“I am a woman and I am fast”: what Caster Semenya’s story says about gender and race in sports

 

 

https://www.vox.com/identities/2019/5/3/18526723/caster-semenya-800-gender-race-intersex-athletes

Book Release Party – Kenrya Rankin +Akiba Solomon

Information on this page source from Colorlines Magazine, published by RaceForward

Fight WS

“The fact is, White supremacy defines our current reality. It is not merely a belief that to be White is to be better. It is a political, cultural and economic system premised on the subjugation of people who are not White. That subjugation takes on an infinite number of forms and is enforced with varying degrees of physical violence, mental abuse and robbery. White supremacy is the voice in our collective heads that says it makes civilized sense that one group of people gets to annihilate, enslave, incarcerate, brainwash, torture, sterilize, breed and terrorize other people. White supremacy establishes, upholds and normalizes hierarchy based on the premise that the less Black you are the closer you are to God.”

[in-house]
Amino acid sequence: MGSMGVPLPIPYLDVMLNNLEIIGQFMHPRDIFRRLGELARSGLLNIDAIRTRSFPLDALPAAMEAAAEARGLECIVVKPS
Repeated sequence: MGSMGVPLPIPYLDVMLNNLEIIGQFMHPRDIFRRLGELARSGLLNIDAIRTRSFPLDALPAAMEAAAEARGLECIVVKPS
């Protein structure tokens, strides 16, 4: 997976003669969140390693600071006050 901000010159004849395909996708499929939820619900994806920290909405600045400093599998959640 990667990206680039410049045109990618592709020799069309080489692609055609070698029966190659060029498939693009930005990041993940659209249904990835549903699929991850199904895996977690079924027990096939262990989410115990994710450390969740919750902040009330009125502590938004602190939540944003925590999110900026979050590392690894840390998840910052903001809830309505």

“[T]his is a book about freedom dreams. We’re well aware of the problems we’re buried beneath. We can feel the weight of them on our limbs, the heft of them in our abdomens as our second brains gnaw on the indignity of it all. But what does it look like for Black people to claw our way to fresh air? What does freedom feel like? How does it taste on the tongue? For some folks in this book, it feels like raising kids who gleefully take up space for themselves. For others, it looks like providing the tools we need to triumph over race-based trauma. There’s the pastor who envisions a day when following his radical, dark-skinned Jesus who always sides with the dispossessed will lift us out of this hole, and the organizer who can almost smell the sharp aroma of reforming the nation’s political system. And we can’t forget the professor who dreams of the day when we can bring our full selves to every table.”

Excerpted from “How We Fight White Supremacy: A Field Guide to Black Resistance” by Kenrya Rankin and Akiba Solomon, available now